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Program 1112

1. the Homeplace on Green River
2. outdoors writer Johnny Molloy
3. the Kentucky Military History Museum
4. quilter Willie Pride
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Taylor County

For more information:
• The Homeplace on Green River, (270) 465-4511

Producer: Dave Shuffett
Videographers: Prentice Walker, Dave Shuffett
Editor: Jim Piston

On the Green (Part 1)

Homeplace on the Green River

There’s a good deal of history on display in this edition of Kentucky Life, starting with a visit to the Homeplace on the Green River. On a 277-acre farm that has been family-operated since the turn of the 19th century, the governments of Taylor, Green, and Adair counties; the Kentucky Nature Conservancy; and various other partners operate a unique “working timeline farm” where visitors can see the past, present, and future of agriculture.

Sites and activities at the Homeplace range from living history exhibits and a museum to a farmers’ market and ongoing research on the plight of the American chestnut. The farm also maintains heritage breeds of livestock, conducts research on sustainable farming practices, and leases space for crop production. School and other groups can arrange for field trips with activities geared to their specific interests.

Taylor County Extension Agent Becky Nash and Homeplace President Billy Fudge show host Dave Shuffett around and explain some of the objectives of the Homeplace, which they say is the only such facility in the country to combine agricultural history with future-oriented research. While on site, we also explored a Smithsonian Institution traveling exhibit called “Seeds of Change,” which made several stops in Kentucky in 2004.

Edmonson County

For more information:
Johnny Molloy, 2305 S. Greenwood Dr., Unit #20, Johnson City, TN 37604

Producer, editor: Cheryl Beckley
Videographers: Cheryl Beckley, Shawn Jenkins

On the Green (Part 2)

Canoeing the Green

For our next segment, we take a little outdoors break with a canoe trip on that same Green River, but this time in Edmonson County. The guide is Johnny Molloy, a Tennessee-based outdoorsman who has written almost two dozen books on hiking, camping, paddling, and other outdoor adventures. Among them are a guide to canoeing and kayaking Kentucky’s rivers, a backpacker’s guide to the Sheltowee Trace through the Daniel Boone National Forest, and an overview of outdoor recreation in the Land Between the Lakes.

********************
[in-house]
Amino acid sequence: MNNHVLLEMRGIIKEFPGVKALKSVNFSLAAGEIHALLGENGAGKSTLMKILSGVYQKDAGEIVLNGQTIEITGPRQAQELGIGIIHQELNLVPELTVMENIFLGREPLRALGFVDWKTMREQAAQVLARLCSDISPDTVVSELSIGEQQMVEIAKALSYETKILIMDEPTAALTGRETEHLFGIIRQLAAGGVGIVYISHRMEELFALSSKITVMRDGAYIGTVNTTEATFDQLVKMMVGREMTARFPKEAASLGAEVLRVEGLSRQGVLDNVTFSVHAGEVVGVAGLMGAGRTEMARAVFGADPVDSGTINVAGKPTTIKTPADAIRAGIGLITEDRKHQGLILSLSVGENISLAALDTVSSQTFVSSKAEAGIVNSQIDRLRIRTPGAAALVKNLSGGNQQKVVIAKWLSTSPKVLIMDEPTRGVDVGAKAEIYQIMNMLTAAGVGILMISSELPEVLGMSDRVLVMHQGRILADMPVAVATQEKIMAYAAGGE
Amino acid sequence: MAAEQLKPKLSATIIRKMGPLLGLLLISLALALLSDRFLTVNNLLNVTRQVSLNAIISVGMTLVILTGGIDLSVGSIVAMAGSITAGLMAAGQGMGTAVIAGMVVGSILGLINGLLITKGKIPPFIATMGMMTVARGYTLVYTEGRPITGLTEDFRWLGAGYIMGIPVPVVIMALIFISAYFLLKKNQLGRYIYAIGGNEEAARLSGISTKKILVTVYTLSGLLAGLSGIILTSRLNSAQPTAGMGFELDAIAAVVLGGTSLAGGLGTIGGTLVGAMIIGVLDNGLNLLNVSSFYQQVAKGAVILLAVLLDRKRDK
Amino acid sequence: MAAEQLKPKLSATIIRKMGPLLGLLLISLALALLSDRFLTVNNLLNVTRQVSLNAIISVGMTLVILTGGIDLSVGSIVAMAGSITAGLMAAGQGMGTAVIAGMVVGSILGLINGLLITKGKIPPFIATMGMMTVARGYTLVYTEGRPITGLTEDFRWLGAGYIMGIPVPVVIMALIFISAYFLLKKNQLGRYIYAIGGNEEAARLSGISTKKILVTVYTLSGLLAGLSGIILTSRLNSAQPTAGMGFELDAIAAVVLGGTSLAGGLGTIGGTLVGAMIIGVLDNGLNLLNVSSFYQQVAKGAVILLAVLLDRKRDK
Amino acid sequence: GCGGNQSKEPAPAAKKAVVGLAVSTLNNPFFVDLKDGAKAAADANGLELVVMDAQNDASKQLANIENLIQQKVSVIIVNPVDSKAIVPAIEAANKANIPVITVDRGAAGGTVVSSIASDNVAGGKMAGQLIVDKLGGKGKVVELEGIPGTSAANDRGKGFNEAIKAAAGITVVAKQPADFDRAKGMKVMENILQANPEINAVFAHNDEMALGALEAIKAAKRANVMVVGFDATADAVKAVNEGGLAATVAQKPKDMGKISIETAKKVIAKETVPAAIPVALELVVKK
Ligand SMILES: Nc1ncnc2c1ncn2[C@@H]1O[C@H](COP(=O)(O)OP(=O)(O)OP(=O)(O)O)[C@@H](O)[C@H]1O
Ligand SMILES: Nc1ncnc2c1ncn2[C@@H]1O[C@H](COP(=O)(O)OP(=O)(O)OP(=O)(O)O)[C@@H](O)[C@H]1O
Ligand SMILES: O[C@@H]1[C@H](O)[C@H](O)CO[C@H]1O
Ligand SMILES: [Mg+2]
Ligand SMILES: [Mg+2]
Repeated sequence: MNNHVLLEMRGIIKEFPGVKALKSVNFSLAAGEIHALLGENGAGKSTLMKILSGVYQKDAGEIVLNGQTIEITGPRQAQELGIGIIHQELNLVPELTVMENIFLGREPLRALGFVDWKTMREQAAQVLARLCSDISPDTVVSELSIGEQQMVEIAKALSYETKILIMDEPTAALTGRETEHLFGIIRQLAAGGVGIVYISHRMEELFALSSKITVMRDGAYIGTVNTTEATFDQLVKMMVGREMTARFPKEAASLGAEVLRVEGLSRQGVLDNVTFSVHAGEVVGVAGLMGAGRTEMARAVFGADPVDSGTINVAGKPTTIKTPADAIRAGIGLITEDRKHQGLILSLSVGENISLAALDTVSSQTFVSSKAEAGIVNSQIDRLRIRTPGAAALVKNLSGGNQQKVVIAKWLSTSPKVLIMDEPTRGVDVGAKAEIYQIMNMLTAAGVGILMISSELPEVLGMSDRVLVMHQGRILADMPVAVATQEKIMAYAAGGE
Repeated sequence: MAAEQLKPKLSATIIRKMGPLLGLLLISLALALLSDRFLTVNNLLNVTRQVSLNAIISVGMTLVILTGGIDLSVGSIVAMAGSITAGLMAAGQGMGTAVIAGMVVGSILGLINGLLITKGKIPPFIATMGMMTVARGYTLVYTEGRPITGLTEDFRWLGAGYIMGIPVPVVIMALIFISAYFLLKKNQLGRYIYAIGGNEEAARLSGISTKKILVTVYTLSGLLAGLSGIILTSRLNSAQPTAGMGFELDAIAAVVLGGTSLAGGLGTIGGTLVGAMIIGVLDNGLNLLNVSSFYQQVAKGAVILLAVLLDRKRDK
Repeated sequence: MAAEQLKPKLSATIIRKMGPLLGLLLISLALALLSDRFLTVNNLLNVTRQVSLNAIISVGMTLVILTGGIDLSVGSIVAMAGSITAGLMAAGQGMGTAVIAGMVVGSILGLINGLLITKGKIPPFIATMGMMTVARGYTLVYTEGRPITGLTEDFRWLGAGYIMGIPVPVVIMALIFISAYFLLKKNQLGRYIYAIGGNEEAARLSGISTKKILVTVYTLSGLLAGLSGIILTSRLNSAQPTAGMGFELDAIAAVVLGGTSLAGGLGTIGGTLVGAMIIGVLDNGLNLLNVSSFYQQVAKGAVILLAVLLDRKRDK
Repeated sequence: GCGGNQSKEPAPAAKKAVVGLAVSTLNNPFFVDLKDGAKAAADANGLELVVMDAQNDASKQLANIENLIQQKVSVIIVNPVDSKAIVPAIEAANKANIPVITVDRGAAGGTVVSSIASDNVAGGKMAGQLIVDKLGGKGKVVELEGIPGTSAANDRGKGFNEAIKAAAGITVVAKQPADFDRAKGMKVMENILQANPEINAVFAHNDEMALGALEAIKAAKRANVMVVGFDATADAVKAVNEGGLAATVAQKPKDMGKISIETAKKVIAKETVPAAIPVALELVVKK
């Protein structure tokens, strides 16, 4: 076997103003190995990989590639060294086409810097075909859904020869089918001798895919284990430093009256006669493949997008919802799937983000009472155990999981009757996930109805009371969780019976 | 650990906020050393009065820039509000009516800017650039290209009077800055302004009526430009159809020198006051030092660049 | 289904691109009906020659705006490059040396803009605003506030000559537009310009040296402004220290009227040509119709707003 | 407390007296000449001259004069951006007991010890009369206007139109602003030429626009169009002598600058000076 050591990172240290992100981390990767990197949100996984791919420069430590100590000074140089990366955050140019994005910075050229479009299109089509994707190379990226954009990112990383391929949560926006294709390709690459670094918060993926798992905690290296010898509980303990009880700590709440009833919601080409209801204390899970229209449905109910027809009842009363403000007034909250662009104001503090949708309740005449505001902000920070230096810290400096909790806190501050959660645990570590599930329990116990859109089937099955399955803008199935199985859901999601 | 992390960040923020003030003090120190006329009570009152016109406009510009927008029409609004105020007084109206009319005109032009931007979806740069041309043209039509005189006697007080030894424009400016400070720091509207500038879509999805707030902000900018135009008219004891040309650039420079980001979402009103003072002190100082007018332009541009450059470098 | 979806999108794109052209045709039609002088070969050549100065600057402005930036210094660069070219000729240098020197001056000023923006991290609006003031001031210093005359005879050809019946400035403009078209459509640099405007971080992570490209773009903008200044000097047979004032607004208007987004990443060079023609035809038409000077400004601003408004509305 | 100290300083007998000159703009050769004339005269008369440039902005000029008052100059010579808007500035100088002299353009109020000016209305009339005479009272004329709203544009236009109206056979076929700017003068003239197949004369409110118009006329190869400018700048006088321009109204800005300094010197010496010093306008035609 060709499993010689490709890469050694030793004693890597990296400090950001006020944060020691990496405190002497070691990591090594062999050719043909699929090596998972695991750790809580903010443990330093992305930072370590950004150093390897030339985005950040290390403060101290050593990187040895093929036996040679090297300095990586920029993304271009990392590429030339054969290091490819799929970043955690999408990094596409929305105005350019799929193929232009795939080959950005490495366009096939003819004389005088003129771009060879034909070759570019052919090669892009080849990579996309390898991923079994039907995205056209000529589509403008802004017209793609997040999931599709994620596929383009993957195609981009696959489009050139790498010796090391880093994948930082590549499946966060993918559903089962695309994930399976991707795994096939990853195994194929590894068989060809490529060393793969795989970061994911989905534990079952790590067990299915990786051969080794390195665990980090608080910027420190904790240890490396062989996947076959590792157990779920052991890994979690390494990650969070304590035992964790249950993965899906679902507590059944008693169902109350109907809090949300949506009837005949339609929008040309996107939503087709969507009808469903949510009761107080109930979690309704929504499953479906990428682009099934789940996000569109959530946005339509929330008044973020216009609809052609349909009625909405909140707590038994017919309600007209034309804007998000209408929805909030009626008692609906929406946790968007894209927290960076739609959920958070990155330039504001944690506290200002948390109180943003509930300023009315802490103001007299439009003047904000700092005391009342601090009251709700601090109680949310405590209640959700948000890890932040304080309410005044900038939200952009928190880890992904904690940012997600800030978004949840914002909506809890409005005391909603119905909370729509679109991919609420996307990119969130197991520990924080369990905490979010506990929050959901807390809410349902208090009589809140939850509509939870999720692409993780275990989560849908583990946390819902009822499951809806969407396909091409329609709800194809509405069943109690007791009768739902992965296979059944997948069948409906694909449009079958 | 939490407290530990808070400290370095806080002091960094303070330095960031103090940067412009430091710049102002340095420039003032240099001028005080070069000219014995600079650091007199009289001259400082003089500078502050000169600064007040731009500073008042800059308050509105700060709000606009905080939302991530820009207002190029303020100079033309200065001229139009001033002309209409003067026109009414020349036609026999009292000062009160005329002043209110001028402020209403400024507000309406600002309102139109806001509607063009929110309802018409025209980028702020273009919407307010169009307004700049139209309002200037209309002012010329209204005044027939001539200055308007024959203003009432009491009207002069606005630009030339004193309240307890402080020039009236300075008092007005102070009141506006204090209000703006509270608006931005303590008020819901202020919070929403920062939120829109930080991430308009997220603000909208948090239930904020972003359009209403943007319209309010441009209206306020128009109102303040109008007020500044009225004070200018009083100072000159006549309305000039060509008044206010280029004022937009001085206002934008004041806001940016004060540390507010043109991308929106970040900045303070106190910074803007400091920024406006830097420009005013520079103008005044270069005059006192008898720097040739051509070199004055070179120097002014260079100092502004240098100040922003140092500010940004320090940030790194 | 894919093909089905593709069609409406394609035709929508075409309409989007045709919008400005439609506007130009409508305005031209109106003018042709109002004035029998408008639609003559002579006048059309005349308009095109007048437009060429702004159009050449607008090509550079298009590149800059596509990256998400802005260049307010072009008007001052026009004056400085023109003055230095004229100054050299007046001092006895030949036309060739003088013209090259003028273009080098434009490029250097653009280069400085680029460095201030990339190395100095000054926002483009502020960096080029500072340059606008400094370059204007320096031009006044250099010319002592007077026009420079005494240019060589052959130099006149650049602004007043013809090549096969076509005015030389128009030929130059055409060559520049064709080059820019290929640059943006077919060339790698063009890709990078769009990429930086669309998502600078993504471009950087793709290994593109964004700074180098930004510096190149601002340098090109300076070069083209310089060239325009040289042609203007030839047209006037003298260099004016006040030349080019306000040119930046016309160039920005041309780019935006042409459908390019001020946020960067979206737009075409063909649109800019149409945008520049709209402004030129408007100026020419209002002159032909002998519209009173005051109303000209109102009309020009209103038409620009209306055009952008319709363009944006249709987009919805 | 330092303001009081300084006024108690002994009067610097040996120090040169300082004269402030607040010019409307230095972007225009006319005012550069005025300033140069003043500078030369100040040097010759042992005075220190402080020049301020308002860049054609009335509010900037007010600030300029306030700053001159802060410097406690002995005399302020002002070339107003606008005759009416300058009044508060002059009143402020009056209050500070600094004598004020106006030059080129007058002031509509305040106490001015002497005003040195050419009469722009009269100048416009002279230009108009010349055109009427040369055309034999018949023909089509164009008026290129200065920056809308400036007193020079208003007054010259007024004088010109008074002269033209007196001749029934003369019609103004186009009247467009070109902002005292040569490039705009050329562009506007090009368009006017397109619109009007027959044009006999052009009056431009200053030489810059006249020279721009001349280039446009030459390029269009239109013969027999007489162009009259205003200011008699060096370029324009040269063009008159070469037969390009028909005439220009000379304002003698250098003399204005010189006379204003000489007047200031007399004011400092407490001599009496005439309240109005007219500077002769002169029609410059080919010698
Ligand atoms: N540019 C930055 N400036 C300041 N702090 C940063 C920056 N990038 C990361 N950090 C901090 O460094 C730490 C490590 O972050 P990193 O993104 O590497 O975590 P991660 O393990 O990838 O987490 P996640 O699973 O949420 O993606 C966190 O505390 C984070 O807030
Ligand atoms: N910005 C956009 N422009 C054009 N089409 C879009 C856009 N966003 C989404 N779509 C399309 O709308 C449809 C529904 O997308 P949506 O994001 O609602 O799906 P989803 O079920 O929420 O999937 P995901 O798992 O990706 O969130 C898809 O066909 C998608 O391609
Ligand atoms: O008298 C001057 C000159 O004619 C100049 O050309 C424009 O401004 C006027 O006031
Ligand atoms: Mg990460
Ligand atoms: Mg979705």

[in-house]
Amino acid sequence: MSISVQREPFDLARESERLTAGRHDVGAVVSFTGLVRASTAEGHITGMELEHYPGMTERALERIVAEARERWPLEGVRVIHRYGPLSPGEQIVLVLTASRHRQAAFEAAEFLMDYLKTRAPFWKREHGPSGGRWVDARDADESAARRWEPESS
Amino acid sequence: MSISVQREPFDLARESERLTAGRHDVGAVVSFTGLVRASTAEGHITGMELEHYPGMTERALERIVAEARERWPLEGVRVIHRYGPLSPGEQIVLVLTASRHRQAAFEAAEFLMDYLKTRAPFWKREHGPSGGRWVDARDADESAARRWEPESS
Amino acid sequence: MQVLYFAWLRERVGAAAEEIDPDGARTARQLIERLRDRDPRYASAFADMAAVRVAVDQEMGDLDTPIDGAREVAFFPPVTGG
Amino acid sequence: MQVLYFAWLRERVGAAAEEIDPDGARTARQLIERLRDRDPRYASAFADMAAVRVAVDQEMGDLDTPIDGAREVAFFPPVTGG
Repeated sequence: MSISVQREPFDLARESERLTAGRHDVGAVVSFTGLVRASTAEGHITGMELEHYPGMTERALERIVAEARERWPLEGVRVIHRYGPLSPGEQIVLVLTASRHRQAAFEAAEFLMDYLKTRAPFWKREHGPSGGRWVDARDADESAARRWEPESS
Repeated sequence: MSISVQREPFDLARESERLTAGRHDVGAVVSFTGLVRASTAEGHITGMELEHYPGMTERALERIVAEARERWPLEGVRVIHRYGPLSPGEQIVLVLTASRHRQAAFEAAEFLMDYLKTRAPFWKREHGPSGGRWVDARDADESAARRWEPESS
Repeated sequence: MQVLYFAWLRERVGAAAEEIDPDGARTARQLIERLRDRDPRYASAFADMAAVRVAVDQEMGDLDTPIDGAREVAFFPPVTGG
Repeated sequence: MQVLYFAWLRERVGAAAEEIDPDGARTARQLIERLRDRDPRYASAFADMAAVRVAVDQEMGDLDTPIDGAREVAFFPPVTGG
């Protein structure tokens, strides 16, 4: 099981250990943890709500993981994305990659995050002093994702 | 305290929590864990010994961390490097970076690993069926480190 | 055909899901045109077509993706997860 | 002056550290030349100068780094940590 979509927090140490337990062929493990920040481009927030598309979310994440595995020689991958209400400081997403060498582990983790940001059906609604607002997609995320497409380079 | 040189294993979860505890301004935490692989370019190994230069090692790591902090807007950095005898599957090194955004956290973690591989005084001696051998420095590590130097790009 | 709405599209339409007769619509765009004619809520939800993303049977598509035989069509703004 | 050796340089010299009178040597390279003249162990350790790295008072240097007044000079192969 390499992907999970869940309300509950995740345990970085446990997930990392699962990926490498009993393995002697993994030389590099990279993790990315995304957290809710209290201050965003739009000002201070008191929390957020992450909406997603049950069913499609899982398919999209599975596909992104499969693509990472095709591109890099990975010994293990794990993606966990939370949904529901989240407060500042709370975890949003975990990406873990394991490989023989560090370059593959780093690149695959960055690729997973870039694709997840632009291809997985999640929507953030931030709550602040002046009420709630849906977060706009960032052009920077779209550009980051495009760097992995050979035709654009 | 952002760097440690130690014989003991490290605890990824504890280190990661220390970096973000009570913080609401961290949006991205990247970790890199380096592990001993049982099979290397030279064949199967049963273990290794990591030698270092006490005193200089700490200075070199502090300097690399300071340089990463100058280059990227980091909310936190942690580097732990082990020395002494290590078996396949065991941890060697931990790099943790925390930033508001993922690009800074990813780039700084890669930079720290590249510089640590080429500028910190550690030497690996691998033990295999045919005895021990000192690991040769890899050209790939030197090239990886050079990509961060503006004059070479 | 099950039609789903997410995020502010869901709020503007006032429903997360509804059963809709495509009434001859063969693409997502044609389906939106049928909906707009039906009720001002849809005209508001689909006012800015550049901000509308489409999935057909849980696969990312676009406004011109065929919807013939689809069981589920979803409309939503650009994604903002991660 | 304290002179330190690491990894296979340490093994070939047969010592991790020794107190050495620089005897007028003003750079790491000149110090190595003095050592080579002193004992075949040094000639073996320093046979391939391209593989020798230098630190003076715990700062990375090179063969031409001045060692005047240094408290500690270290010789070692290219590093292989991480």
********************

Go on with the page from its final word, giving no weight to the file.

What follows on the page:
Franklin County

For more information:
Kentucky Military History Museum, c/o Kentucky Historical Society, 100 W. Broadway, Frankfort, KY 40601, (502) 564-1792

Producer, videographer: Treg Ward

War and Remembrance

The Kentucky Military History Museum

Circling back to the past, we next tour the Kentucky Military History Museum in Franklin County. Located in a crenellated “castle” on a bluff overlooking the Kentucky River, the museum chronicles the weapons, uniforms, exploits, and personal stories of Kentucky’s volunteer military organizations, from the frontier Kentucky Militia of Revolution and Indian War days to its modern-day successor, the Kentucky National Guard.

The building itself is a part of that history, too. The museum is housed in the Old State Arsenal, the third in a succession of facilities built to store state-owned munitions. The first was outgrown, and the second was gutted by an 1836 fire that also damaged the nearby state capitol. It wasn’t replaced for some time, since there seemed no pressing need at that relatively peaceful historical juncture. But in 1850, with the U.S.-Mexican War fresh in their minds, the members of the General Assembly appropriated funds for a new state arsenal. The building committee hired architect Nathanial C. Cook to design the facility, and he came up with a Gothic-style brick fortress—to be built a little farther from the capitol this time.

The arsenal was an important storage facility and cartridge factory during the Civil War, even coming under fire itself during an 1864 Confederate siege of Frankfort, and it continued to serve as a weapons depot through World War I. But in 1934, it met a similar fate as its predecessor when it was heavily damaged by fire. The interior was rebuilt, and the arsenal resumed its function for a time. But by the early 1970s it had been replaced by a new National Guard facility, and the building was turned over to the Kentucky Historical Society as a home for the state’s growing collection of military memorabilia.

Our tour includes photographs, guns, swords, and mementos of conflicts from the American Revolution to the Gulf War and is led by curator Bill Bright. Located at East Main and Capitol Avenue in Frankfort, the museum is open Tuesday-Saturday from 10:00 am to 5:00 pm (ET) and Sundays from 1:00 to 5:00 pm.

Jefferson County

For more information:
The Secret Code of Quilts, from Carolina Country, has background information as well as examples of symbols and their possible meanings.

Producer, videographer: Dave Shuffett
Editor: Otis Ballard

Freedom Fabrics

Quilter Willie Pride

Our final history lesson comes from quilter Willie Pride of Louisville, whose work reflects African-American traditions and history. According to oral tradition, operators of the Underground Railroad developed a code based on traditional quilt patterns—some of which had been inspired by African designs in the first place. Willie explains how quilts would be hung outside sympathetic homes along the route to help guide slaves heading north to freedom and how symbols like wagon wheels, bear’s paws, crossroads, or stars might indicate that the travelers should keep moving, stay away from the roads, follow the bear’s path, or flee the area immediately.

SEASON 11 PROGRAMS: 1101110211031104110511061107
110811091110: Wild and Scenic Kentucky11111112

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